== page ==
64 Endangered Birds - Species and Photos

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It is estimated that there are between 50,000 million and more than 430,000 million birds on planet Earth. They are distributed in more than 10,400 identified species and it is believed that there could be 8,000 more species still unidentified. Approximately 13% of all bird species are in a state of vulnerability or in danger of extinction. Scientists warn that we may be facing a mass extinction and that if we do not work to reduce our environmental impact and climate change, many of the species we know today will cease to exist in the not too distant future.

In this Green Ecologist article we bring you a list with 64 endangered birds. Discover which are the birds and aerial animals in danger of extinction and what are the reasons that have led them there.

California condor (Gymnogyps californianus)

The California Condor or California Condor (Gymnogyps californianus) is a diurnal bird of prey in critical danger of extinction that lives in the states of Arizona, Utah, California and Baja California in the United States. It is a monogamous and scavenger bird, which can live up to 60 years in the wild. It holds the title of largest flying bird in North America, since it has a wingspan of up to 3 meters and weighs between 9 and 10 kilos. Despite all the efforts to recover this species, its population is barely between 400 and 500 specimens.

If you want to know more details about what are scavengers, like this condor, do not hesitate to take a look at this article that we recommend.

Kakapo (Strigops habroptilus)

The kakapo or kákapu is an endemic bird to New Zealand in critical danger of extinction. It is a nocturnal, herbivorous and flightless parrot. About a century ago, it was a large species, but today its population does not exceed 147 specimens. These surviving specimens are protected on the islands of Chalky and Codfish, in New Zealand, under the Kakapo Recovery Plan, implemented in 1980. A curiosity about this bird is that it is the only parrot in the world that does not fly, in addition to being recognized as the fattest parrot globally as well.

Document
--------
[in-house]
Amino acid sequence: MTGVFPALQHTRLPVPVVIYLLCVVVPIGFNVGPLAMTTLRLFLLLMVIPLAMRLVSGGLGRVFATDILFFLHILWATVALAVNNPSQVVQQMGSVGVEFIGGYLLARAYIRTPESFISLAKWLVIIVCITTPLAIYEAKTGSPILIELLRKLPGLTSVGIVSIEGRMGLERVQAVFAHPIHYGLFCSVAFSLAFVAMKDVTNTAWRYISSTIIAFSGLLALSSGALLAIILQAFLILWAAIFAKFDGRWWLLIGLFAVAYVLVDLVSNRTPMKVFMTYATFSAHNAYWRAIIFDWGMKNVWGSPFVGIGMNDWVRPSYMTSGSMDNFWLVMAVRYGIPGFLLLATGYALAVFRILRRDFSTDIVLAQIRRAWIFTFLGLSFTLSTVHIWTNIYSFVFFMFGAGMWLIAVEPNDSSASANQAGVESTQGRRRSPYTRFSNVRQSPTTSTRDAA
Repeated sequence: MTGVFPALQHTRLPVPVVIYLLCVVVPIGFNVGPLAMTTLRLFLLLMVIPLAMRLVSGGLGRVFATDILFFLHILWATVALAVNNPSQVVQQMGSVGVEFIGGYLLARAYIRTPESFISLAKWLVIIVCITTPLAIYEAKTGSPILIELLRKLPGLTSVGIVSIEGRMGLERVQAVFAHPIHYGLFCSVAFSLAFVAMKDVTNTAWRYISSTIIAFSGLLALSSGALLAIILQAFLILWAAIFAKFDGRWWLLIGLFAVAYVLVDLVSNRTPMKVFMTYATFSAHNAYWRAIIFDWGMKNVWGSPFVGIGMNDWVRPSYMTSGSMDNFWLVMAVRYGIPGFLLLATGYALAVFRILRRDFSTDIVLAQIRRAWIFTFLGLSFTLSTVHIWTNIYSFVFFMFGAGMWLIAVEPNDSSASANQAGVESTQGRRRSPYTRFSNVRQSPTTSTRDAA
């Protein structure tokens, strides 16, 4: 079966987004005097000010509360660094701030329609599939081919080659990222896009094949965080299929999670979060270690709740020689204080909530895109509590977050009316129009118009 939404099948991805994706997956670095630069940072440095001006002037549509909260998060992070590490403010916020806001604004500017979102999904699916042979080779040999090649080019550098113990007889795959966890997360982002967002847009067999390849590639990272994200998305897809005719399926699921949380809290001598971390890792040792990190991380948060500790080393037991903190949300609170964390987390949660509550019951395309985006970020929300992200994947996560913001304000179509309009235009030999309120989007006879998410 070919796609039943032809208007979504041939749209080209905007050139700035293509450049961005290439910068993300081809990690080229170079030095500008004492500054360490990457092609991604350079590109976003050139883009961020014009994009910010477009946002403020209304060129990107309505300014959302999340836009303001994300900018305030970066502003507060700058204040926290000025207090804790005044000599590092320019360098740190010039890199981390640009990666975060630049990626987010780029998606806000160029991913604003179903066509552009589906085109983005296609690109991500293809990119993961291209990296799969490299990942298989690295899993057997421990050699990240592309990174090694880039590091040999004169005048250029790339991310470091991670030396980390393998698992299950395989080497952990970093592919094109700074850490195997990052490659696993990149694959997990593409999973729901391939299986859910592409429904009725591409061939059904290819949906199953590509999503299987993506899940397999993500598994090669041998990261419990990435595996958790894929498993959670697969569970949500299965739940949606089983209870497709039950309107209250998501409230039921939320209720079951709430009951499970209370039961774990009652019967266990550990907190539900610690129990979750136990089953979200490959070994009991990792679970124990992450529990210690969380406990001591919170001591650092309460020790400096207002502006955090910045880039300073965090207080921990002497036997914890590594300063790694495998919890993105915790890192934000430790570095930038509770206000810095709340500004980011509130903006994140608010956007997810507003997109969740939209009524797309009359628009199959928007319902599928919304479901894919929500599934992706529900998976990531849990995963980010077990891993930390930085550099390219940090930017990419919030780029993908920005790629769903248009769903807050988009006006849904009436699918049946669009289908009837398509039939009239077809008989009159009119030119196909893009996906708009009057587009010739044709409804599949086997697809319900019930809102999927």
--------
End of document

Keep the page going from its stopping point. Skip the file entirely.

Although the kakapo is the only flightless parrot, there are other birds that do not fly either. Discover 10 birds that do not fly in this other Green Ecologist article.

Monera Eagle (Pithecophaga jefferyi)

The Monera eagle or Philippine eagle is a diurnal bird of prey and endemic to the jungles of the Philippines. It is the national bird of the country and is found in critical danger of extinction. Currently, the silver eagle population does not exceed 500 individuals. At first it was believed that it fed only on monkeys, hence its name, but years later it was discovered that it also fed on other species such as the Philippine colugo, snakes or monitor lizards, for example.

Regarding the characteristics, female eagles measure up to 1 meter, since they are between a 10 and 20% larger than males. In addition, its size can reach up to 2 meters. They usually live between 30 and 60 years, but those who are free can live much longer.

There are more birds of prey such as the Monera eagle. Discover 112 birds of prey or raptors in this article.

Helm hornbill (Rhinoplax vigil)

The helmeted hornbill is a tropical bird endemic to the Malaysian peninsula, Sumatra, and Borneo. In addition, it is the official bird of West Borneo, one of the provinces of the Republic of Indonesia. It is another example of bird in critical danger of extinction since it is hunted and hunted for its beak made of "hornbill ivory", a very valuable and resistant material. You can read this article on How to avoid poaching animals to understand more about the subject.

Most of the fur on its body is black, except for the legs, belly and tail, which are white. Your skull can be 10% of your total body weight and measures between 1 and 1.2 meters long (not counting tail feathers) and weighs between 2.7 and 3.1 kilograms. It should be added that he is believed to be the guardian of the river between life and death in the Punan Bah population of Malaysia.

Tobiano Maca (Podiceps gallardoi)

The macá, zampullín or tobiano sapling is a water bird endemic to Argentine and Chilean Patagonia. It was discovered for the first time in 1974, in southern Argentine Patagonia, and is currently in critical danger of extinction, since its population does not exceed 1,000 individuals.

It is small in size, since only measures 28 centimeters and its body is quite compact. It is completely white, except for its head surrounded by black and the forehead of reddish-yellow tones. Its beak is gray. They are solitary birds and, at most, they are seen in groups of 4 or 5 members. In addition, as a curiosity, it does not usually fly during the day and rarely leaves the water.

If you are interested in waterfowl, do not hesitate to read this Green Ecologist article on Waterfowl: characteristics, types and names.

Giant Ibis (Thaumatibis gigantea)

The giant ibis is a pelecaniform bird that lives in Vietnam, Laos and Cambodia. In general, they usually measure between 1 meter high, 1 meter long and weigh 4 kilograms. It feeds on invertebrates and small fish, amphibians and reptiles that it captures with its long beak. Is found in critical danger of extinction. Currently, there are less than 200 specimens of giant ibis in the world.

Image: Pinterest

Frigatebird of Christmas (Fregata andrewsi)

The Christmas frigatebird is an endemic bird on Christmas Island. It is between 0.9 and 1 meter tall and feeds on fish, mollusks and crustaceans. Its population is estimated between 2,400 and 4,800 specimens, so it is in critical danger of extinction. Its main threats are the destruction of its habitat, mining exploitation, the pollution of the oceans and climate change.

We leave you these other articles on How to avoid pollution of the seas and oceans and Effects of climate change so you can learn more about the topics.

Arica Hummingbird (Eulidia yarrellii)